Mount Ephraim and Benjamin

47. Rimmon - (al-Rammun)

The village of Rammun is located on the south central range, ca. 12 km east
of Ramallah and about 3 km south of et-Taybeh. It forms a remarkable object
in the landscape, being situated on and around the summit of a conical
chalky hill and visible from all directions (Robinson 1841: 440, ed-Dabagh
1991: 335). It is surrounded by the villages of et-Taybeh, Burqa and Deir
Rammun is identified in the Bible with rock Rimmon (Judg 20:45, see
Robinson 1841: 440). It is not to be confused with Rimmon which is identified
by some scholars with er-Rumane north of Nazareth (Negev 1986: 326).
Aharoni (1979: 110) suggests that it has the name of a plant. The name is
mentioned also by Eusebius and Jerome. It is also identified with Rimmon of
the Onomasticon (144: 11). It lies fifteen miles north of Jerusalem, on the
boundaries between the territories of Aelia Capetolina, Jericho and Beitin, but
dependent on Aelia (Avi Yonah 1966: 156). The village of Rammun is identified
with Rimmon mentioned on the Madaba map (Donner 1992: 51, Avi-Yonah
1954: 42, 1976: 91). The identification of the site on the Madaba map
indicates its special religious importance. It was mentioned in the Ottoman
dafters in the late 16 th century as part of Jerusalem district (Hutteroth-Adbulfattah
1977: 116).
Archaeological surveys indicate a continuous occupation from the early
Iron Age to modern time, with evidence of Hellenistic, Roman, Byzantine,
Crusader, Ayyubid, Mamluk and early Ottoman periods (Finkelstein-Lederman
1977: 538). The majority of the earliest materials were found on
the western slope of the village (Finkelstein 1988: 161). Traces of mosaic pavement
in the mosque of the village was reported in the Departement of Antiquities Mandatorial Files.
Bibliography: Aharoni Y. 1979: The Land of the Bible, Philadelphia. Avi Yonah M. 1954: The Madaba Mosaic Map, Jerusalem. Avi Yonah M. 1966: The Holy Land. From the Persian to the Arab Conquests. ed-Dabagh M.M. 1991: Biladuna Filistin, Vol. VIII:355-56 (Arabic). Donner H. 1992: The Mosaic Map of Madaba, Kampen. Finkelstein I. 1988: The Archaeology of the Israelite Settlement, Jerusalem. Finkelstein I. - Lederman Z. 1977: Highlands of Many Cultures. The Southern Samaria. Survey, Jerusalem, 538-539. Hutteroth W.D. - Abdulfattah K. 1977: Historical Geography of Palestine, Transjordan and Southern Syria in the late 16 th Century, Erlangen. Negev A. (ed.) 1986: The Archaeological Encyclopedia of the Holy Land, New York. Robinson E. 1841: Biblical Researches in Palestine and the Adjacent Regions, Vol. I, p. 440.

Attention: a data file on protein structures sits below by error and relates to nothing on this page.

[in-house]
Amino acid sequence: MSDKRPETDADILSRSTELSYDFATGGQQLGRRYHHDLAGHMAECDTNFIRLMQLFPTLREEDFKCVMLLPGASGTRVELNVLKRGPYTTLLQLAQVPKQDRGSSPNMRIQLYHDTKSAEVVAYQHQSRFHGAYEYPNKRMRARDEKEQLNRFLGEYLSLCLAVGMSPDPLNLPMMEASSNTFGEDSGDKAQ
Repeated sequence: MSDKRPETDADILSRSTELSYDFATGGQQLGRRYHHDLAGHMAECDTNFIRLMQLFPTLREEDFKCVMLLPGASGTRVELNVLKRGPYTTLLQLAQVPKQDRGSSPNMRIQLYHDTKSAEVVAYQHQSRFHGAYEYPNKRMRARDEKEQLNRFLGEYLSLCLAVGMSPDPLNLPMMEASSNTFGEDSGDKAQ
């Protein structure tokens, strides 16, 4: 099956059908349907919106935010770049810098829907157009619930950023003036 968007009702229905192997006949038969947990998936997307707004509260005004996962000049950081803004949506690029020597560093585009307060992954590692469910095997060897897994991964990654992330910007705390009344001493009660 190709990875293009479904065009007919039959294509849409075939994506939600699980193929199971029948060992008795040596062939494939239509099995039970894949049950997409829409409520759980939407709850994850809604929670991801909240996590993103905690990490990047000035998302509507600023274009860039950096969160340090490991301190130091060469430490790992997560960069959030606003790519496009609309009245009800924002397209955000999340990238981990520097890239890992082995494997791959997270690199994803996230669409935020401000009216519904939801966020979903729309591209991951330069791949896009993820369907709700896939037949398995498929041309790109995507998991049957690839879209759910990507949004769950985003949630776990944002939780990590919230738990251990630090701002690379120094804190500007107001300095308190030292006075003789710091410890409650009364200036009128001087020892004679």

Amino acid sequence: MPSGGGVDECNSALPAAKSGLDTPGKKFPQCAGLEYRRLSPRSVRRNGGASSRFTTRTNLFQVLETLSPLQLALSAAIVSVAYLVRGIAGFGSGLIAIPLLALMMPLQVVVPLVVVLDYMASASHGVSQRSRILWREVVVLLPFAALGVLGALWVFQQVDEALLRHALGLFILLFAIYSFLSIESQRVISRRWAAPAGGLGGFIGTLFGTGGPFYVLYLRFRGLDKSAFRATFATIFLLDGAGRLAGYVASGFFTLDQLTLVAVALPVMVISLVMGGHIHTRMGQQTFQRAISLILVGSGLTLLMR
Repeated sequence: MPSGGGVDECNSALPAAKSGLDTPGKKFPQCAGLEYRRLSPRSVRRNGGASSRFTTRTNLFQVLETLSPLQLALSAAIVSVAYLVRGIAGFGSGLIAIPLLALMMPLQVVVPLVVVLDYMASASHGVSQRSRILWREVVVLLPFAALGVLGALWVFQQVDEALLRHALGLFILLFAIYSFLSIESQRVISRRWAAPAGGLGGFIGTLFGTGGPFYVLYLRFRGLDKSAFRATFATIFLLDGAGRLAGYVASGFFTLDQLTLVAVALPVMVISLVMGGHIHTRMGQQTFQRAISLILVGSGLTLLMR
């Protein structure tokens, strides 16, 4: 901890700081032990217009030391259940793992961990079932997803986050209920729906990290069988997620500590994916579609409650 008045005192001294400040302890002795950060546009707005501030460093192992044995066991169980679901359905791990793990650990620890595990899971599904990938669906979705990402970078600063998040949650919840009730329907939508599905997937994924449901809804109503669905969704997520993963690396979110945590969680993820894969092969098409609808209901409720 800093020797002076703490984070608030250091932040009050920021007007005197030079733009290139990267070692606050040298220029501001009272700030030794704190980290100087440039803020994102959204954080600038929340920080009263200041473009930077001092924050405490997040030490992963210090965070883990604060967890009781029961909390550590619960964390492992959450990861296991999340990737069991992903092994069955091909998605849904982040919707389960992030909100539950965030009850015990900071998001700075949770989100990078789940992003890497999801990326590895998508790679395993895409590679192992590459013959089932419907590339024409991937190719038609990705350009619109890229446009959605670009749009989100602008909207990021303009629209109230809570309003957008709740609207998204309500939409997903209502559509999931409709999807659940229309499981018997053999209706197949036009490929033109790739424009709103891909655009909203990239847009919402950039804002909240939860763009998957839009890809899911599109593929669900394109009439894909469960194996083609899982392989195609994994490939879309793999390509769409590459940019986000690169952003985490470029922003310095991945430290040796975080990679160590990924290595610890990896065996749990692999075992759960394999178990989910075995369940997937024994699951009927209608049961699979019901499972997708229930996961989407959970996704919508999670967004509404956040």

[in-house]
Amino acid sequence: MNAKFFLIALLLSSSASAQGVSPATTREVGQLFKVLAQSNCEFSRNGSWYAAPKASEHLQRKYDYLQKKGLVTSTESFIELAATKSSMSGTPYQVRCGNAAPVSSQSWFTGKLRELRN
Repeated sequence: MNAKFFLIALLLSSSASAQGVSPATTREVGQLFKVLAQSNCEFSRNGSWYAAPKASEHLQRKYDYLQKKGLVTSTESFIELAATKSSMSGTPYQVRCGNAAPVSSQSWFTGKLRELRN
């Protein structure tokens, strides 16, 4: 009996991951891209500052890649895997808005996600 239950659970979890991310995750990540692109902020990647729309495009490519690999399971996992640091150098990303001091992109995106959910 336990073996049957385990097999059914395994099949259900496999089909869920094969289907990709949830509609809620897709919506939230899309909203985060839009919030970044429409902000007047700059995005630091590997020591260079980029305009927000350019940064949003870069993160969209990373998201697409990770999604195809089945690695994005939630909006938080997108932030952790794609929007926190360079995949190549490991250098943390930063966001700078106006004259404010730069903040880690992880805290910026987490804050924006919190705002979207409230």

Hamdan Taha, "A Byzantine Tomb at the Village of Rammun", Liber Annuus 48 (1998) 335-344 (extract)

P. O'Callaghan (Supplément au Dictionnaire de la Bible, ad v. "Madaba", col. 654)
Remmon. Lettres blanches à l'est de Béthel sur la carte. C'est la roche de Rimmon mentionnée dans Jud., XX,45 sq., XXI,13 (LXX: 'Remmon), et où se réfugièrent les Benjamites. Bien qu'Eusèbe ne parle d'une petra 'Remmon (Onom., p. 144,17) que par rapport à la Remmon de la tribu de Zabulon (Jos., XIX, 13), néanmoins notre roche de Remmon est celle dont parle le même auteur (Onom., p. 144,11 sq.) et qu'il place à 15 milles (22 km) au nord d'Aelia. Aujourd'hui le village de Rammun est bâti sur le roc à 3 km au sud de Taiyibé, ce qui correspond très bien à la donnée de la carte de Madaba.

Bellarmino Bagatti (Ancient Christian Villages of Samaria, Jerusalem - in the press)

The cave of the Christians at al-Rammun

Anthymos' 1838 list mentions that Rimmon had five Christians and a church so ruined that to assist at divine worship, the Christians had to go to Tayyibe. In 1926 Elihu Grant (PEF 1926, 195) wrote about the Weli called el-Gilgal where, according to the inhabitants, if an animal was brought in, it would soon sicken or die. He also describes a large, clean, airy, and comparatively bright cave south of the former, that was called 'the cave of the Christians.'
On a visit in 1936 we saw this large cave, located at the foot of the village, which keeps alive the memory of the Benjaminites who sought refuge there, since, as L. Heidet says, 'the identity of the 'Rock of Rimmon' [Judg 20:45] and present er-Rammun is admitted by all' (DB-IV, 1039).

Editors' note: Recently a Christian tomb with crosses painted on the walls was found. It is published in Liber Annuus 48 (1998), "A Byzantine Tomb at the Village of Rammun", pp. 335-344 by the Palestinian archaeologist H. Taha.

For more sources and bibliography see:
Tabula Imperii Romani. Iudaea - Palaestina (Jerusalem 1994) s.v. "Rimmon I", 215.

Map Section 5 Place Sources

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